Countries Lacking Access to Water Face Challenges Amid CCP Virus Pandemic

April 2, 2020 Updated: April 5, 2020

Countries with water shortages face significant challenges in responding to the COVID-19 pandemic, leaving people unable to wash their hands at regular intervals to reduce the risk of infection and health care systems without the required supply needed to care for patients.

As of April 5, there were more than 1.2 million confirmed cases of infection globally and about 68,000 deaths linked to the CCP (Chinese Communist Party) virus, with the number of cases from China being vastly underreported. While hand-washing with soap at regular intervals is a basic protective measure against the infection, some life situations make that impossible.

Only 19 percent of the people in the world have the luxury to wash hands with soap after using the toilet, while 1 in 6 health care facilities don’t have handwashing facilities, according to Water Aid, an international charity that works to make clean water, reliable toilets, and good hygiene—particularly handwashing—available in 32 countries.

Mamata Dash, an expert who has worked on the water crisis in several countries in Asia, Africa, Latin America, and the Pacific region, told The Epoch Times that every nation has a vulnerable population when it comes to the water supply.

“High-density population or not, those living in the margins and vulnerable across geographies face tremendous challenges to keep them afloat in a situation like this,” Dash wrote in an email.

Dash is concerned because 1 billion people—1 out of every 8 in the world—live in slums, according to the U.N.-Habitat’s Participatory Slum Upgrading Program. In addition to that, there are 100 million homeless worldwide, calculated by the Homeless World Cup Foundation.

Dash gives the example of Nairobi, Kenya—a popular destination for tourists and non-tourists, and many people from central and east Africa seek out its hospitals for treatment. But the city has a limited supply of water, and on a normal day, is unpredictable.

Epoch Times Photo
A water-vendor collects water in jerrycans to sell in the Mathare slum, Nairobi, Kenya, on March 22, 2012, where a water shortage continues to bite on World Water Day. (Tony Karumba/AFP via Getty Images)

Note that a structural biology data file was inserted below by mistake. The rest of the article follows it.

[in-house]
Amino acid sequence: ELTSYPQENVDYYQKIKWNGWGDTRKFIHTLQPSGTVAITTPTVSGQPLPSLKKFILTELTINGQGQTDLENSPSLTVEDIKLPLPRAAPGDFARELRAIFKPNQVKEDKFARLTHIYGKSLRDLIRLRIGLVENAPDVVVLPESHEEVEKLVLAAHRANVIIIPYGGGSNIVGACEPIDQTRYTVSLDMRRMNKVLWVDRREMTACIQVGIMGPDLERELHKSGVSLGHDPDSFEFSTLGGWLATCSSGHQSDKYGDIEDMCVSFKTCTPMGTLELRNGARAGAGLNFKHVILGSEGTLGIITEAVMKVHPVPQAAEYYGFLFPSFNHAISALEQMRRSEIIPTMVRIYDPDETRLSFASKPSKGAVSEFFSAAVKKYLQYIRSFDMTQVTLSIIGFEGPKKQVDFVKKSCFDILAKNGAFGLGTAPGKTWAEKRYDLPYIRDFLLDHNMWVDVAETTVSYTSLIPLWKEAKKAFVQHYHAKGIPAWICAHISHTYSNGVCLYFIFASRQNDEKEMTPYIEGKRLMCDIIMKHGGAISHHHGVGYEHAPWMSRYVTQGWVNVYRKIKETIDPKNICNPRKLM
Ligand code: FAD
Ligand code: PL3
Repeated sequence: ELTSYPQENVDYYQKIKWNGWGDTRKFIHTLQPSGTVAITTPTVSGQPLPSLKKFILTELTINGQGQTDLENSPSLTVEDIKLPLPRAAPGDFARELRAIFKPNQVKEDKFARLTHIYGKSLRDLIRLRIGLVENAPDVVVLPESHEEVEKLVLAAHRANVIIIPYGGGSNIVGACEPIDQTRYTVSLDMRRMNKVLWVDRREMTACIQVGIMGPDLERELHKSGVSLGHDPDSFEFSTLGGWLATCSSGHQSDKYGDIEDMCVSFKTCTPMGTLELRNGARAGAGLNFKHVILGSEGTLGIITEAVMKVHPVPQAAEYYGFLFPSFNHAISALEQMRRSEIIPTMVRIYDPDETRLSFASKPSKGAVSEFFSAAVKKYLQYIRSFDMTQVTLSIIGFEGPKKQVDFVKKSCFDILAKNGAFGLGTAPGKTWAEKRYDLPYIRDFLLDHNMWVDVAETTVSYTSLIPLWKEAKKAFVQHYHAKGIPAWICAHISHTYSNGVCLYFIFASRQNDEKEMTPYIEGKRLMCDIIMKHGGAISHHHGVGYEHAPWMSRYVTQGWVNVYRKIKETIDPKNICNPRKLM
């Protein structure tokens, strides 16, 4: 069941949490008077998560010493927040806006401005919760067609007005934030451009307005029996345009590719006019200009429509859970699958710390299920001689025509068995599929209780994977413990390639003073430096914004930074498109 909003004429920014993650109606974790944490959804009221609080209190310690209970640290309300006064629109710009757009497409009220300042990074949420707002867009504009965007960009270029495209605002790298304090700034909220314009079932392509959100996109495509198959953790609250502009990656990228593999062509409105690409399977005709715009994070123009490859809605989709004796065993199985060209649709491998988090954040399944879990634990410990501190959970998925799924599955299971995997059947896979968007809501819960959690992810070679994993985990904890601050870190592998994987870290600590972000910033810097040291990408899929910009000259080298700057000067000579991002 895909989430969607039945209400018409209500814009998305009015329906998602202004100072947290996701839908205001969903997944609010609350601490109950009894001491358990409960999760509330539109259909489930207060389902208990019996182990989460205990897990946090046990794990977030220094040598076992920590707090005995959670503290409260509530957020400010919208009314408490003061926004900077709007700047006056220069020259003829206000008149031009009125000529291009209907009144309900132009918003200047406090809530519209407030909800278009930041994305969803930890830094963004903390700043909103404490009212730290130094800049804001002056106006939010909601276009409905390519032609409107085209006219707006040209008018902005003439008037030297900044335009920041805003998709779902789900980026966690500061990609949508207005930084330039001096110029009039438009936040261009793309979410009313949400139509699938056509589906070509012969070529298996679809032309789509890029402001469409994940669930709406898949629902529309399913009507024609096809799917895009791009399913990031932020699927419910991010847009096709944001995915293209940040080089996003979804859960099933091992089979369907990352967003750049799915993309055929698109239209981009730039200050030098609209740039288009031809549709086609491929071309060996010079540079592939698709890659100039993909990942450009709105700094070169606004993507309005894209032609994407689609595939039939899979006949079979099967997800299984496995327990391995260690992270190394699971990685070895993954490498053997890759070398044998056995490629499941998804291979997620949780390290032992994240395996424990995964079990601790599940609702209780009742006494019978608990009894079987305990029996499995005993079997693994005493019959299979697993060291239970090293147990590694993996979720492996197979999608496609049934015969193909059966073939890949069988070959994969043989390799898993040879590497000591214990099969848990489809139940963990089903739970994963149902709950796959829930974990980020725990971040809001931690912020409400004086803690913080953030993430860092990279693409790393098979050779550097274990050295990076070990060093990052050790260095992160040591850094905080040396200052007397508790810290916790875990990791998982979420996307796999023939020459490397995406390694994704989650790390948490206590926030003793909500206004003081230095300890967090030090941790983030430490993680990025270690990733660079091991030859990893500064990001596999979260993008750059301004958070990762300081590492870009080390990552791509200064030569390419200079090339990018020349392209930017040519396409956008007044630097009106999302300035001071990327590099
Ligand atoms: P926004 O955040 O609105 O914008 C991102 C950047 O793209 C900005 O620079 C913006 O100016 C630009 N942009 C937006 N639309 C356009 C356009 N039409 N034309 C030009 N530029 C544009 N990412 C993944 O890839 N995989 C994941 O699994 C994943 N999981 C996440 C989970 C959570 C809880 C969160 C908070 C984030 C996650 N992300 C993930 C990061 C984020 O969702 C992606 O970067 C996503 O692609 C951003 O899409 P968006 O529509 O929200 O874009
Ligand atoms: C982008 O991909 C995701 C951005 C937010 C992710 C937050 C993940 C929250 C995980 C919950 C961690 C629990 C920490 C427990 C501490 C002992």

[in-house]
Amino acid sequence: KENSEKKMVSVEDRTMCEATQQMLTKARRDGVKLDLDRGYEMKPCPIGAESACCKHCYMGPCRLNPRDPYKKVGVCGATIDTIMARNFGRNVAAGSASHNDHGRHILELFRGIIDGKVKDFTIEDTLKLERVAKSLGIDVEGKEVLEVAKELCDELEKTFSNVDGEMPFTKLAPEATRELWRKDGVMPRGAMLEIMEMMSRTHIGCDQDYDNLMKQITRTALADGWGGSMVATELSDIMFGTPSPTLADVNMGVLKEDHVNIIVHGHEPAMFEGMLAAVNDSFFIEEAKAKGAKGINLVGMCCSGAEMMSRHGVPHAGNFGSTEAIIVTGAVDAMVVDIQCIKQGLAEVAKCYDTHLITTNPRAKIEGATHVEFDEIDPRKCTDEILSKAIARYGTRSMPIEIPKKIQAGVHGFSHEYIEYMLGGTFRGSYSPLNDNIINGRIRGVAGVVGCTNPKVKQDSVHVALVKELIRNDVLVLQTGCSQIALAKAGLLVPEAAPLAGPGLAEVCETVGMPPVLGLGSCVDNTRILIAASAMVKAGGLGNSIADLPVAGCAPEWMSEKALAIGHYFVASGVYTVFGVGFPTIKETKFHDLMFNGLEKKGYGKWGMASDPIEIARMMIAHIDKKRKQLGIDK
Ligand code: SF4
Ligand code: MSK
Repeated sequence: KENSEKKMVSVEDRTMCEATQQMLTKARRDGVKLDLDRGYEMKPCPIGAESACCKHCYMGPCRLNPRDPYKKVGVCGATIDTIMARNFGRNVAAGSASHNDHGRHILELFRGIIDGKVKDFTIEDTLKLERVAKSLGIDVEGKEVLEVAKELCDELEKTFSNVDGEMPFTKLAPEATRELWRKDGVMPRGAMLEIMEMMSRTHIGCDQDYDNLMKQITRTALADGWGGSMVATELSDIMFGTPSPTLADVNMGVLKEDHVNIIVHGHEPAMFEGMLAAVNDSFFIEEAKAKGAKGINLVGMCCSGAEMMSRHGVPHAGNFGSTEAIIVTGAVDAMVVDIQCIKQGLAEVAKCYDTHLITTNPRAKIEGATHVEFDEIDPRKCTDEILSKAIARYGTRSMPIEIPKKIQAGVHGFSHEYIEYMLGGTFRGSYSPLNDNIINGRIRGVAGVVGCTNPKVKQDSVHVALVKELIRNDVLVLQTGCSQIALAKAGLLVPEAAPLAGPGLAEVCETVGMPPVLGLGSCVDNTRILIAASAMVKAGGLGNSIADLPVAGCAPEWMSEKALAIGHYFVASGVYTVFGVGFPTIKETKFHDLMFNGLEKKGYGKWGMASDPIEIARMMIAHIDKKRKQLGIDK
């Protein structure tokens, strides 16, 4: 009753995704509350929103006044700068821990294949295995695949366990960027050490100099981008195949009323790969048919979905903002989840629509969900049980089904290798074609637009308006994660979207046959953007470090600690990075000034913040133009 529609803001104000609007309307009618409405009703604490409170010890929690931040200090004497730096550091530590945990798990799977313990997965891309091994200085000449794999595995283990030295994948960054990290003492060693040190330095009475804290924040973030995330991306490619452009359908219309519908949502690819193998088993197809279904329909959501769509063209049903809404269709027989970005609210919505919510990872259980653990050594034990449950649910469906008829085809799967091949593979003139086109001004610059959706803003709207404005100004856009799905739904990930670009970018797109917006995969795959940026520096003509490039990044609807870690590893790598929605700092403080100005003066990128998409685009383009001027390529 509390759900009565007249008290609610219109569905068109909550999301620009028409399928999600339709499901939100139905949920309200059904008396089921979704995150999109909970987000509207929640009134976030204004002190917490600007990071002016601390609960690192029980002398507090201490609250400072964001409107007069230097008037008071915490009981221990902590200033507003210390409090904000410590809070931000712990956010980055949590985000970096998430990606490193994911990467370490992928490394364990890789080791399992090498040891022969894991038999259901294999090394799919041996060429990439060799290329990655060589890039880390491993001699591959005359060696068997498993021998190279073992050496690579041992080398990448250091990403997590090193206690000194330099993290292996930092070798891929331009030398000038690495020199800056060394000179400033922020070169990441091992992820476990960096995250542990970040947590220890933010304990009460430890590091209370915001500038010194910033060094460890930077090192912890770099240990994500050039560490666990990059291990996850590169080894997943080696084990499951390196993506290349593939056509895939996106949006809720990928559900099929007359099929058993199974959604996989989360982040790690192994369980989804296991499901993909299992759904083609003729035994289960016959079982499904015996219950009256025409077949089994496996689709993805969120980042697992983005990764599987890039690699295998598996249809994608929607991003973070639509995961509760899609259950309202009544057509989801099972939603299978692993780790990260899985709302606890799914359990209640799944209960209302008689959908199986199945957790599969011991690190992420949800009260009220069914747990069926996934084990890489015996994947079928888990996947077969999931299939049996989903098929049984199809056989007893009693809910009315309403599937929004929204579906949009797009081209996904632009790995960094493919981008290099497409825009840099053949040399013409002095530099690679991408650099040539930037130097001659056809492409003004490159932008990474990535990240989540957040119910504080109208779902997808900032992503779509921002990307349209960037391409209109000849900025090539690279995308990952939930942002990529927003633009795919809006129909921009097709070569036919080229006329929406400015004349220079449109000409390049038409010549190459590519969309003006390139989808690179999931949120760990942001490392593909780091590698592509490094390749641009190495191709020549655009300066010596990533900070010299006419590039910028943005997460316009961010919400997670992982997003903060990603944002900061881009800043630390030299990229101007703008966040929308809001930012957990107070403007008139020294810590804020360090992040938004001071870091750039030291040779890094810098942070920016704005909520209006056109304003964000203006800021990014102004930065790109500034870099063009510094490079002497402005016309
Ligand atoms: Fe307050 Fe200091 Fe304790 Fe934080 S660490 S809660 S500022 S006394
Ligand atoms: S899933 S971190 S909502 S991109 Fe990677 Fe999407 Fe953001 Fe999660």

“As a normal practice, people (resourced) store water to wade through no-water supply time. In a pandemic like this with more need of water for handwashing, it is not known how the city will be able to manage the additional water requirement,” Dash said.

The capital of Kenya is currently under partial lockdown from 9 p.m. to 7 a.m.; Dash said it will go into a complete lockdown as the number of cases of infection surge.

“People in many parts of Africa face water scarcity in normal times and very often, people have to shell out money to ensure the most minimum amount of water that would sustain them for a day,” she said.

“Poverty and hunger, multiplied with a scarcity of access to most basic needs such as water, are something that people are already struggling with and it is beyond one’s imagination as to how they will be able to have access to adequate water to ensure their safety from catching the virus.”

Realities of Poverty, Migration

Amnesty International has raised concerns about the lack of protective measures, particularly food and water for people under lockdown in various parts of South Asia and the Middle East.

The organizations say there’s a substantial population of displaced people in war-torn Afghanistan that live in scattered camps in difficult-to-access areas who are forced to travel long distances to search for food and water.